Published On: Sun, Apr 14th, 2024

Manchester Arena bombing update as 250 survivors launch legal action | UK | News

More than 250 survivors of the Manchester Arena bombing are taking legal action against MI5, lawyers representing them have confirmed.

Legal teams representing injured survivors of the bombing in 2017 that killed 22 people at an Ariana Grande concert said they had collectively submitted a group claim to the Investigatory Powers Tribunal.

Last year, MI5 director-general Ken McCallum expressed “deep regret” that intelligence was not gathered which may have stopped suicide bomber Salman Abedi in his tracks, as he said he was “profoundly sorry” that MI5 was unable to prevent the atrocity.

An inquiry found the bombing might have been prevented if MI5 had acted on intelligence received in the months before the attack when two pieces of information about Abedi were assessed at the time by the security service to not relate to terrorism.

But inquiry chairman Sir John Saunders said, having heard from MI5 witnesses at secret hearings, he considered that did not present an “accurate picture”.

In the wake of the findings, Mr McCallum made a rare public statement in which he apologised for the failings identified and insisted improvements had been made.

Describing the attack as a “terrible tragedy”, Mr McCallum said his thoughts were with the “families and friends of those killed, and with all those whose lives were changed by this appalling act of terrorism”.

“MI5 exists to stop atrocities. To all those whose lives were forever changed on that awful night: I am so sorry that MI5 did not prevent the attack at the Manchester Arena,” he added.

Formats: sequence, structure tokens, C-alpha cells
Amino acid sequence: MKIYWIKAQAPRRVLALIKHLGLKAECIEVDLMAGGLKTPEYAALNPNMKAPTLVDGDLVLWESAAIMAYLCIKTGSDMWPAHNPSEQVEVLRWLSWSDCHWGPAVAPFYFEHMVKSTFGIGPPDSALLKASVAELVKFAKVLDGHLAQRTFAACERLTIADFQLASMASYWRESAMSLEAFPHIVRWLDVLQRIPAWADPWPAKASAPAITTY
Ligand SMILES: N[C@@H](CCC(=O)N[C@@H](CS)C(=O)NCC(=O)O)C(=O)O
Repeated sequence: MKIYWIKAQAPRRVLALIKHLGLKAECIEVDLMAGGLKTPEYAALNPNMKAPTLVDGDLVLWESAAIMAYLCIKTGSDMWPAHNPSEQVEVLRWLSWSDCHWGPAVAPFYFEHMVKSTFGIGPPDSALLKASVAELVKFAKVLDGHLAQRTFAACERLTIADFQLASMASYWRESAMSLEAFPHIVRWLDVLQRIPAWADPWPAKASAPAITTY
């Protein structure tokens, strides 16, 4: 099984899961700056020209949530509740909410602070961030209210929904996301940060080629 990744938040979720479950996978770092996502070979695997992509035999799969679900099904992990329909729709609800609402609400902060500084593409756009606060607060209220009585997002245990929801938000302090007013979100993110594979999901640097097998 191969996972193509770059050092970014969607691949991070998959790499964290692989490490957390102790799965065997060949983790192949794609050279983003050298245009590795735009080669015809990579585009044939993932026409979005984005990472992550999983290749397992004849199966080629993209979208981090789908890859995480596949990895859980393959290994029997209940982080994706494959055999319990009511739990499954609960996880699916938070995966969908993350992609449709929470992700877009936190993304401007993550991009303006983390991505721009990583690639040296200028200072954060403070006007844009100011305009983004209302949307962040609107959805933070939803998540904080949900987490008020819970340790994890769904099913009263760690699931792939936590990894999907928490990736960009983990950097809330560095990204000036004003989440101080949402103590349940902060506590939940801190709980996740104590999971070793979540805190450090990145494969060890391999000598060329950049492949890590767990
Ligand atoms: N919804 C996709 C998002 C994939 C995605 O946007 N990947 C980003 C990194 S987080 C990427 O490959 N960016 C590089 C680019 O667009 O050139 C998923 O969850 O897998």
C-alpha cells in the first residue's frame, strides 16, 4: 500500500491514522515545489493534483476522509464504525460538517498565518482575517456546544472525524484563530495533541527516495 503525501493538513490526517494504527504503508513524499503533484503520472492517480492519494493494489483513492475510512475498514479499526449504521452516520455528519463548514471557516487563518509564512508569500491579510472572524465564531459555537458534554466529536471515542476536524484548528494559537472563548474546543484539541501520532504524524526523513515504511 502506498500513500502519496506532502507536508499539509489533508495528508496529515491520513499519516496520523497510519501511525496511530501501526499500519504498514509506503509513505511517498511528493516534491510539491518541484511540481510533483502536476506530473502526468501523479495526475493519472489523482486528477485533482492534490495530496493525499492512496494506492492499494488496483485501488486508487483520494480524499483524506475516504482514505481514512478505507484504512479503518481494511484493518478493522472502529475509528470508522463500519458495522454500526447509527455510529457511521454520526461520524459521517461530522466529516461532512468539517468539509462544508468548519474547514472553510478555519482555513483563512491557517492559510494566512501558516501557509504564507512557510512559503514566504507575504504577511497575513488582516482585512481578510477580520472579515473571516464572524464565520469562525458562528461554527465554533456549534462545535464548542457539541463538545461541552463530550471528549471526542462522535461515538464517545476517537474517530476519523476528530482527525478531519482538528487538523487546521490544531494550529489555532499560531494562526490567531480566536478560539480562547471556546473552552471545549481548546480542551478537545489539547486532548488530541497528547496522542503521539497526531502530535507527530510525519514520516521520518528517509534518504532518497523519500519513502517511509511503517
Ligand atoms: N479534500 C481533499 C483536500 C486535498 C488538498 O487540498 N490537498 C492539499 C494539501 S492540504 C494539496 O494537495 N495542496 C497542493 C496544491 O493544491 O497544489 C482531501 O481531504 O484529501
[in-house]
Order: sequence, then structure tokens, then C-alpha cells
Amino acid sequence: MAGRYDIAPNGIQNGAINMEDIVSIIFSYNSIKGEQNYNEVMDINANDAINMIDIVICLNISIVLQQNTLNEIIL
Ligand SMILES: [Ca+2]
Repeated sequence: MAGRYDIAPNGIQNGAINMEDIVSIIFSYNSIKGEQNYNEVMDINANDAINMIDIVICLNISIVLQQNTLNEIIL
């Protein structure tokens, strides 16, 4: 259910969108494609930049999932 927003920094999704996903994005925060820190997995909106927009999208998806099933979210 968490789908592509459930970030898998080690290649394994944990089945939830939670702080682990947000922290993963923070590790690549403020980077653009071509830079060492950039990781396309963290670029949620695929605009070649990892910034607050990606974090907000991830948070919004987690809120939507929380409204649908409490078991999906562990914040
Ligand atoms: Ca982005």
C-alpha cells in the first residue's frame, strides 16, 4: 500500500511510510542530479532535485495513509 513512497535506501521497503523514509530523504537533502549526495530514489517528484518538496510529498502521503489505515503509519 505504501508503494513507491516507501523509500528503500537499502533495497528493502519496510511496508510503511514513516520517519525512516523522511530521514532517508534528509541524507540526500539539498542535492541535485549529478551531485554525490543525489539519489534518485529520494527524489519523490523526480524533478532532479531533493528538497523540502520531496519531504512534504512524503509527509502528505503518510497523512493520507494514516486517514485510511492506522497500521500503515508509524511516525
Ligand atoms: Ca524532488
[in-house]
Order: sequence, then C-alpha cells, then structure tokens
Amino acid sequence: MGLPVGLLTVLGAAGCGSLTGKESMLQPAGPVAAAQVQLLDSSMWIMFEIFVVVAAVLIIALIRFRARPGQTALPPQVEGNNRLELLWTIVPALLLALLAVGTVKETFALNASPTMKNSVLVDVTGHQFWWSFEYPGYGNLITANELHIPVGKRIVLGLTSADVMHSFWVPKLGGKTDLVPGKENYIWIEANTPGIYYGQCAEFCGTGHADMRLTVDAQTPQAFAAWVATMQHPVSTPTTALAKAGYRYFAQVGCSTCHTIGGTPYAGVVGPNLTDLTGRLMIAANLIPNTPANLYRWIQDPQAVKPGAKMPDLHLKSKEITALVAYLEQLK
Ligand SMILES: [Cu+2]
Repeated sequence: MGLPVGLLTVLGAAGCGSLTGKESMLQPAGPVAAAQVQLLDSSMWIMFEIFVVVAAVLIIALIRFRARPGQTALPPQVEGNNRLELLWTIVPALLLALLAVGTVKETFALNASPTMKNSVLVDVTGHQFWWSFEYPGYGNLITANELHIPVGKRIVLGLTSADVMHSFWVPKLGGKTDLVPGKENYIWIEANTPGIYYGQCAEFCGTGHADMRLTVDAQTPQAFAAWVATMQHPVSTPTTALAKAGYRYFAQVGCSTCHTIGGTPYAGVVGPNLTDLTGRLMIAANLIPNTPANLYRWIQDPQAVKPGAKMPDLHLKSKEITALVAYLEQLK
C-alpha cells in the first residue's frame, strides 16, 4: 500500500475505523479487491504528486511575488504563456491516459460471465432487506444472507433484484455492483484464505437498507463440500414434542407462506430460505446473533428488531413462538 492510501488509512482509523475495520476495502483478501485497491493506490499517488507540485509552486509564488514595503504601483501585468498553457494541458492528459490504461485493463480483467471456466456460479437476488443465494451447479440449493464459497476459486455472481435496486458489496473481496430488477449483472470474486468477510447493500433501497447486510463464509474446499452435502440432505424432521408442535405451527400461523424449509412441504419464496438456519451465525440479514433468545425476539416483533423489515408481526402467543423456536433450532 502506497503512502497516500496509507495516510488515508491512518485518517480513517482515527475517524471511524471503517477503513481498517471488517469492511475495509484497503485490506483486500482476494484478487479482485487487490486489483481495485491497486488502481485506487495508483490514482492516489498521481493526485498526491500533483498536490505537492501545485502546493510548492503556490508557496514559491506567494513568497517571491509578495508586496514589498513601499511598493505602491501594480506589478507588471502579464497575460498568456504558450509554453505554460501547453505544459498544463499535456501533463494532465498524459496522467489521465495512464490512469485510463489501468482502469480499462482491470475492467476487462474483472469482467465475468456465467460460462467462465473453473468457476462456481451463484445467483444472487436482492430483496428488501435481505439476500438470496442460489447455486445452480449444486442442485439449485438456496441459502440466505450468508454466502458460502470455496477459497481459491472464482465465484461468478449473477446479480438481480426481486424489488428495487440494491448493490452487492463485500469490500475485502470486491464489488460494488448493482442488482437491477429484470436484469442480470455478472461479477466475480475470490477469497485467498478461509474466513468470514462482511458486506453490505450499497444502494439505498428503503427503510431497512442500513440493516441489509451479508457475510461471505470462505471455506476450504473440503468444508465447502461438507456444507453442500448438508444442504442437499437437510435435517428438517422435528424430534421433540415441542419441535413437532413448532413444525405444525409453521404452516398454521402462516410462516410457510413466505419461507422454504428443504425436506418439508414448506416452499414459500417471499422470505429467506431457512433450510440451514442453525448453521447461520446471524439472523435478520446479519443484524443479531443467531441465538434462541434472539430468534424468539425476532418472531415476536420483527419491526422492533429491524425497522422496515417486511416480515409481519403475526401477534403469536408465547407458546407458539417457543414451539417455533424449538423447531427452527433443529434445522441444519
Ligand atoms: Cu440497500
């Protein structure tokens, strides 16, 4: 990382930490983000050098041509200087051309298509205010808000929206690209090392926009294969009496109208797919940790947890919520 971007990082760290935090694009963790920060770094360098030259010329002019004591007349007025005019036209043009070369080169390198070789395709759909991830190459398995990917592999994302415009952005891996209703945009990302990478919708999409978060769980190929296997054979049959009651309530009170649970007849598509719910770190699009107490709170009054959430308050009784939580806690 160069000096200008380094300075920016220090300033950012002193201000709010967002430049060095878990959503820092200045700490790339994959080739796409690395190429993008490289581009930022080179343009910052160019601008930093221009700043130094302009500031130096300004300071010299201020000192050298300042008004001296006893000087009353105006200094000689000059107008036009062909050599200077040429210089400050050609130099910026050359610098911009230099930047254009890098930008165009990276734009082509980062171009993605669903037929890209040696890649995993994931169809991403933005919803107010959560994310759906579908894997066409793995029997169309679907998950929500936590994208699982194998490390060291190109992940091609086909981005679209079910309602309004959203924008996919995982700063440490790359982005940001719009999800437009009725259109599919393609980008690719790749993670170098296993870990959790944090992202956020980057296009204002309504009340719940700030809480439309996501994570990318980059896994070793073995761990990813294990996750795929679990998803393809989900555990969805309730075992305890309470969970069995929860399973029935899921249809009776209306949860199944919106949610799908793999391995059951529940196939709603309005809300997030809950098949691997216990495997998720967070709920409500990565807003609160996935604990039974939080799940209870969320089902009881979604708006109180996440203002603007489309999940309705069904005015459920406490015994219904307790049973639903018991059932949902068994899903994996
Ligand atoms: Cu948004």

A statement, seen by the PA news agency, made on behalf of Hudgell Solicitors, Slater & Gordon and Broudie Jackson Canter said: “Legal teams representing injured survivors of the Manchester Arena bombing in 2017 can confirm that they have collectively submitted a group claim on behalf of more than 250 clients to the Investigatory Powers Tribunal.”

The three lead firms representing the injured survivors’ group added: “As it is an ongoing legal matter, we are unable to provide any further details, or comment further, at this stage.”

MI5 said it would not comment on ongoing legal proceedings.

The Investigatory Powers Tribunal is an independent court, established under Section 65 of the Regulation of Investigatory Powers Act 2000 (RIPA).

The tribunal considers complaints under RIPA and claims under the Human Rights Act 1998.

It considers allegations of unlawful intrusion by public bodies, including the UK intelligence services, the police and local authorities, and investigates alleged conduct by or on behalf of the UK intelligence services whether or not it involves investigatory powers.

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